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Audubon Christmas Bird Count gives scientists vital population data

Karl Schneider
Naples Daily News

As 2020 comes to a close, the National Audubon Society’s massive cohort of volunteers gathered their binoculars and notebooks and headed outside to participate in the 121st Christmas Bird Count.

The annual event helps inform Audubon scientists with hard data to determine bird populations across North America and parts of the Caribbean and South America.

“These people are more than just volunteers, they are community scientists,” said Renee Wilson, spokeswoman for Audubon Florida. “They are providing a very important research component to scientists who are trying to understand bird population trends.”

Wilson also works with Southwest Florida’s Audubon Corkscrew Swamp Sanctuary in Naples.

Volunteers count dozens of species

There, 45 volunteers gathered on Dec. 19 for the daylong count. One group of four saw 1,097 birds from 56 different species. The most prevalent bird were tree swallows, which form large flocks. The group was stationed near the northern end of the sanctuary.

Wilson said it’s quite something to watch a large flock descend on a stand of wax myrtle.

This winter’s bird count runs through Tuesday, but so far, the volunteers have identified slightly more than 2 million birds in 188 separate counts, according to the Audubon’s website. The complete totals won’t be ready until the group’s regional editors review and confirm the data.

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Last year, more than 80,000 volunteers produced 2,600 counts that identified more than 42 million birds, according to an Audubon news release. The 2019 bird count showed a drop of 3 million birds over the previous year.

“One cannot help but wonder what’s going on and what may be causing it,” Geoff LeBaron, director of the count, wrote. “We plan to do a future analysis of long-term CBC results, looking at species groups, numbers of birds, and the total effort each season, to look into where the largest declines seem to be happening.”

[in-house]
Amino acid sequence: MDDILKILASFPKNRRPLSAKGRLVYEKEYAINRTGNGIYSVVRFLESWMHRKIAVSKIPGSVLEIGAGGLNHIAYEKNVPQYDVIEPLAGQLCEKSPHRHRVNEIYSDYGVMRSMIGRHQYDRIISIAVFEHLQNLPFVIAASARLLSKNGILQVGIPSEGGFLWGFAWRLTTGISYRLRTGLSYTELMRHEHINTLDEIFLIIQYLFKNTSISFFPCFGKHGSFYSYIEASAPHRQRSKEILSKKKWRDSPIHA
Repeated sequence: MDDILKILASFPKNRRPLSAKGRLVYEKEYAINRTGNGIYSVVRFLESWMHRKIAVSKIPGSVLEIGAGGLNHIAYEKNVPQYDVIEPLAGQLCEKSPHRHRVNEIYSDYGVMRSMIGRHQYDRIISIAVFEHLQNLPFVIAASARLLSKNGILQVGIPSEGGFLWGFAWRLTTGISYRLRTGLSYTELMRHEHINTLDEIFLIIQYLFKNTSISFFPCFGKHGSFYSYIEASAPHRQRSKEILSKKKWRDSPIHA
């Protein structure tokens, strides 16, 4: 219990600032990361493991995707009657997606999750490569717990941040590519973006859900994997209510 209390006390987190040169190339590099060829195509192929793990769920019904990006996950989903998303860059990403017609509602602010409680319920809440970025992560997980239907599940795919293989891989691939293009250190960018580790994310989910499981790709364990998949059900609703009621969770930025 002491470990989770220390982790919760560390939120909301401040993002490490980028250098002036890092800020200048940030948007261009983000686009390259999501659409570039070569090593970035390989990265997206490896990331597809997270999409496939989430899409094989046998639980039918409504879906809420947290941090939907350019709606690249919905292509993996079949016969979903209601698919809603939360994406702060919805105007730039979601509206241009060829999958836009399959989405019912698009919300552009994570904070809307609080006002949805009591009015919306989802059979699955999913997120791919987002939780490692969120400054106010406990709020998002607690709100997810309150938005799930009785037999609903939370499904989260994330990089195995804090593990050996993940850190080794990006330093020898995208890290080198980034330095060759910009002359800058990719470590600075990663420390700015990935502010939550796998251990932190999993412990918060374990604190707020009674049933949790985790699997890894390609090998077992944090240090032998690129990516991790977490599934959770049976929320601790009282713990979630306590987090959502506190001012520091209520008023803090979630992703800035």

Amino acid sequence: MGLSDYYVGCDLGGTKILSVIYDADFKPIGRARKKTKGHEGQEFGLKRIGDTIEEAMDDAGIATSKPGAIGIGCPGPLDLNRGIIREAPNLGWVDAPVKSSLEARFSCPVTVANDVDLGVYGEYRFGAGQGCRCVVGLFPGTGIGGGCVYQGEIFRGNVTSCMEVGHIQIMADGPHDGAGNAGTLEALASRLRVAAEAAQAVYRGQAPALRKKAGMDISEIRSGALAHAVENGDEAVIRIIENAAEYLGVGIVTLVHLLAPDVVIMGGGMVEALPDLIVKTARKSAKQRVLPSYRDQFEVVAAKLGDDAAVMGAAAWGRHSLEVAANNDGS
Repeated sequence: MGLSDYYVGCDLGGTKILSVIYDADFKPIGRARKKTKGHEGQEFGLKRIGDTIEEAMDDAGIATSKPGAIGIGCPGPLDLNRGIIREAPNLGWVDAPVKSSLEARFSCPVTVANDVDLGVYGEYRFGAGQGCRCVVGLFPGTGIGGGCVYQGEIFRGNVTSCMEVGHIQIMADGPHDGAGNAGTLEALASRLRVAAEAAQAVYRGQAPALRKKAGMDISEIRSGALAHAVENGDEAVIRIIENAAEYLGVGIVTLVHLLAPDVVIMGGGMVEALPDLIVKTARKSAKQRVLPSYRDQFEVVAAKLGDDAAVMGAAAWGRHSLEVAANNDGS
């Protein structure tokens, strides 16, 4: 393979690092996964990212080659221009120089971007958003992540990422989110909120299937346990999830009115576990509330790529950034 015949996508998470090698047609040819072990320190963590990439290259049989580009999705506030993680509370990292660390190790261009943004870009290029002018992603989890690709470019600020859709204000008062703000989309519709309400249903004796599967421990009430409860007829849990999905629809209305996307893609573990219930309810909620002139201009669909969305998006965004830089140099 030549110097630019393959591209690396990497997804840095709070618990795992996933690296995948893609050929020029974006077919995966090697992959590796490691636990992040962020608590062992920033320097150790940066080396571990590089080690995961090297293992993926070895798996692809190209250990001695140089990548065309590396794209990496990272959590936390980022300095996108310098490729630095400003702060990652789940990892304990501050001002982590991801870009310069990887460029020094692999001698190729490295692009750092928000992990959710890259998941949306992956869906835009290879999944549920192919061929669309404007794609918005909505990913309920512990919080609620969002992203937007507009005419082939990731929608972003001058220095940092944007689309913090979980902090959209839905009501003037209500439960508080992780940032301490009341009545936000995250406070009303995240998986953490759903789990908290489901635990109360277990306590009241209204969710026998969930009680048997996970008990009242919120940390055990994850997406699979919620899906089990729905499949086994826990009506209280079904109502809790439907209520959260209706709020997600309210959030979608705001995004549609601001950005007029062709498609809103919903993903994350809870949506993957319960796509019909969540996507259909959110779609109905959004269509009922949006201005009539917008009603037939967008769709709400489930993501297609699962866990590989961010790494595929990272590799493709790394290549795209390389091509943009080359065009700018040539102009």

Climate change could imperil birds

Earlier this year, Audubon released a report chronicling the effects climate change had on 389 bird species. The report says that about two-thirds of species in America are threatened with extinction due to the changing climate.

“Like canaries in the coal mine, birds show us the real threat posed to us by climate change,” Julie Wraithmell, executive director of Audubon Florida, said in a news release tied to the report. “What affects birds affects us all — if we act now, we can avoid the worst impacts, to birds and ourselves.”

Wilson said the wide-ranging Christmas Bird Count is an important tool for scientists to use when investigating these types of population events.

“This is one of those places where this kind of data is needed,” she said. “We can’t just take one survey; we need a lot of data collected over a long time to be accurate. That’s why it’s so important to count birds in so many places.”

Coronavirus changed some protocols

And as with most things this year, the coronavirus made the count a little bit different, but didn’t stop the efforts.

“It used to be that we would rely on carpooling, but we had to make sure we did not encourage that this year,” Wilson said. “Some counts didn’t take place because you need a boat and there have been some extra concerns that we managed to overcome with our count this year.”

To see the locations of local counts nearby, the Audubon’s website has an interactive map. It also identified count coordinators for the area, so those interested in participating next year can find out who to talk to to sign up.

Karl Schneider is an environment reporter. Send tips and comments to kschneider@gannett.com. Follow on Twitter @karlstartswithk.

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